Predictably, people reconciled Krugman’s two wildly divergent opinions on the dangers of the US inflating its way out of debt by saying we weren’t in a liquidity trap in 2003. Okaaaay, but can someone ask him politely (I don’t think he will listen to suggestions from me) to devote a future blog post to the transition? I.e., explain to me how there can be a worldwide strike by investors in US Treasuries that causes the dollar to depreciate and price inflation to spike, but then after we reach full employment suddenly investors are A-OK again with lending to Uncle Sam and interest rates go back to normal? And also, that this comforting of the investors won’t require painful austerity measures (the kind that sent unemployment in France to 11% in 1927, when they had to deal with stabilizing the franc after following Krugman’s advice two years earlier)?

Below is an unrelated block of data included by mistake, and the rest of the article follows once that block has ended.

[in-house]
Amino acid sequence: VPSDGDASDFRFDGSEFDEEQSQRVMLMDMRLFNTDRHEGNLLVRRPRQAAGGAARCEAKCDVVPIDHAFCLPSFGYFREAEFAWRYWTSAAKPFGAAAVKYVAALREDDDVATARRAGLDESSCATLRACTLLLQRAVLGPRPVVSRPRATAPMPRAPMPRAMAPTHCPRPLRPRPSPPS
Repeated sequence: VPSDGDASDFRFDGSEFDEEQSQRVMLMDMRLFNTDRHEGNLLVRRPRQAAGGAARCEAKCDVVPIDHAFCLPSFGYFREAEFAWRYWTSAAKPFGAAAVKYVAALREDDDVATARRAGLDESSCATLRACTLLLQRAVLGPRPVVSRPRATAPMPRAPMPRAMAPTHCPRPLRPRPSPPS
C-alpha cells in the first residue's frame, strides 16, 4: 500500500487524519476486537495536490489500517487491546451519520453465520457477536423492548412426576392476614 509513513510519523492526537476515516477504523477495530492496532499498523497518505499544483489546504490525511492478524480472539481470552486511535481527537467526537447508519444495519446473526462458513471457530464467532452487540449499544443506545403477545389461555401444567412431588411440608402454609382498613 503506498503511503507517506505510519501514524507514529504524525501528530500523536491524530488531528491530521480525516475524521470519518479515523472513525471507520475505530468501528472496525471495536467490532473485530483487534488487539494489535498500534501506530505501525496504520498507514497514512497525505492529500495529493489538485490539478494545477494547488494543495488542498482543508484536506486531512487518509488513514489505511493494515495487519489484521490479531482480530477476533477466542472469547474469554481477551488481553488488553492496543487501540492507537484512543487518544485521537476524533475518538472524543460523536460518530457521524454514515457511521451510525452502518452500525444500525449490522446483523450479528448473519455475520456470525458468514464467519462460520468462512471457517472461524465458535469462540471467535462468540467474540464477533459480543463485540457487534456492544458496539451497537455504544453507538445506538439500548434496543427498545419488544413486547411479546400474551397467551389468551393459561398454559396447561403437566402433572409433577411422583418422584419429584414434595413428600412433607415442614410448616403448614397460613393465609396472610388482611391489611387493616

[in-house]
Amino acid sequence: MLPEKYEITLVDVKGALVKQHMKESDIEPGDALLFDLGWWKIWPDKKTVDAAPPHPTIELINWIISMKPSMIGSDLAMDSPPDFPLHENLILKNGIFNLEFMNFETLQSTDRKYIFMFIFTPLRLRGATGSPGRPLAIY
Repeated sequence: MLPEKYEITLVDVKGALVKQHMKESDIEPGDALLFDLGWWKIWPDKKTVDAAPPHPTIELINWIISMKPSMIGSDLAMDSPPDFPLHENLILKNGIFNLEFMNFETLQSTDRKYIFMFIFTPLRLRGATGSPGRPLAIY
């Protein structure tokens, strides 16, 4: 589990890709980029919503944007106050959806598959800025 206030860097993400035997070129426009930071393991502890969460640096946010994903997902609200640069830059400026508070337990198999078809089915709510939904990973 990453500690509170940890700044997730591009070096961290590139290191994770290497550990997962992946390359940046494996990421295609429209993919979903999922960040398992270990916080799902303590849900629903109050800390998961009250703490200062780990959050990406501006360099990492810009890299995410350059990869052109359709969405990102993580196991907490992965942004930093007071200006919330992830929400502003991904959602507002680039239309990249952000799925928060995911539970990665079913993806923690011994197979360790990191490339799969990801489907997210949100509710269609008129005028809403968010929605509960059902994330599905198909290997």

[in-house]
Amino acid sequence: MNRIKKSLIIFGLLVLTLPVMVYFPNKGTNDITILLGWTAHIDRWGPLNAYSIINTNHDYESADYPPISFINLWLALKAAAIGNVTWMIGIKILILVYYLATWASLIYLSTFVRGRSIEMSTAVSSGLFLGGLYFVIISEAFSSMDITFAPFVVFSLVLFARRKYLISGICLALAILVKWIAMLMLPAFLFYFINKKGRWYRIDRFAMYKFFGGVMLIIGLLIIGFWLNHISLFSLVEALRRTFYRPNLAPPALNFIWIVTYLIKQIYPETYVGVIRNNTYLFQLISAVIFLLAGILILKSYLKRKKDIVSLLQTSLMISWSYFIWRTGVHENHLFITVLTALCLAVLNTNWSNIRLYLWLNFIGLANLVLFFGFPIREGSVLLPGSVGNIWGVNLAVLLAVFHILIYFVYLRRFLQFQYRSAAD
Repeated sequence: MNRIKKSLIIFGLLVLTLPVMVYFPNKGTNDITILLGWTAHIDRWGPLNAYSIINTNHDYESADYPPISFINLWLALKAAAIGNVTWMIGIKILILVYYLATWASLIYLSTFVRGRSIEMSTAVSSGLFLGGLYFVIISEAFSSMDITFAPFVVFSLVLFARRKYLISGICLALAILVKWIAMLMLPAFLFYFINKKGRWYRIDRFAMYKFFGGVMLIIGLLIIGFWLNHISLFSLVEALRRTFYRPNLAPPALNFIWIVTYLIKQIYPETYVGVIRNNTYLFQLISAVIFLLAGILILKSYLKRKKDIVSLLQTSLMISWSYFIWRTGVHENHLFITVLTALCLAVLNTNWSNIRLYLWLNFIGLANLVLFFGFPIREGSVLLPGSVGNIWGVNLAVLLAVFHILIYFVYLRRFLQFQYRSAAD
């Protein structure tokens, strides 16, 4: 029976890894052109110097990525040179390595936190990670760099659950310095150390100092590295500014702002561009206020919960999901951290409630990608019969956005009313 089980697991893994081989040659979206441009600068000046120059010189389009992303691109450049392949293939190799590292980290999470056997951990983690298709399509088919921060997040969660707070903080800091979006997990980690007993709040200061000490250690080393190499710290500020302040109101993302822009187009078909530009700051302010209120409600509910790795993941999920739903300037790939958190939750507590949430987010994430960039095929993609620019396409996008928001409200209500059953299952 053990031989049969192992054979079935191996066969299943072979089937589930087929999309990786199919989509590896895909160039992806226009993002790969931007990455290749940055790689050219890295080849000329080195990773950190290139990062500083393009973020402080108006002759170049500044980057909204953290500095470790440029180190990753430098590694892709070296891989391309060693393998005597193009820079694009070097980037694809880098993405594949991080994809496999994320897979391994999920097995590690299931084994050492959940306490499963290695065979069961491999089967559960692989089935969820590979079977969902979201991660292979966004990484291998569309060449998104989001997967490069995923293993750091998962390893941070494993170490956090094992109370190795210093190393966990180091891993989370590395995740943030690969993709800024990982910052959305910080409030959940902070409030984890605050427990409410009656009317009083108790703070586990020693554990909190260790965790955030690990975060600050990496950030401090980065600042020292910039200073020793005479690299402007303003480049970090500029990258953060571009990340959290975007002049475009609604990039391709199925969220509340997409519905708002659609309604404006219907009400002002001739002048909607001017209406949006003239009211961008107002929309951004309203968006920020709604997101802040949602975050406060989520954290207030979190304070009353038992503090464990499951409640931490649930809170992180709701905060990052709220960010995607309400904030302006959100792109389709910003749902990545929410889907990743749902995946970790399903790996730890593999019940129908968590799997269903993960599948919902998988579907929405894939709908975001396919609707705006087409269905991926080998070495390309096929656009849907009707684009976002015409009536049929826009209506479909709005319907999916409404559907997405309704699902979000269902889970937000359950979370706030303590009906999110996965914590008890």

I’m not being sarcastic. The CBO forecast of the US debt/GDP shows it going up and up. Everybody, including Krugman, admits there is a long-term fiscal imbalance. So I’m seriously wanting Krugman to spell out his vision for how this thing plays out, such that we get a bond strike that rescues us from the liquidity trap, but then turns on a dime so that we don’t run into the monetizing-the-debt-is-bad scenarios that Krugman himself spelled out so eloquently theoretically (when criticizing the MMTers) and as a real-world alarm (when criticizing the deficits of the Bush Administration in 2003).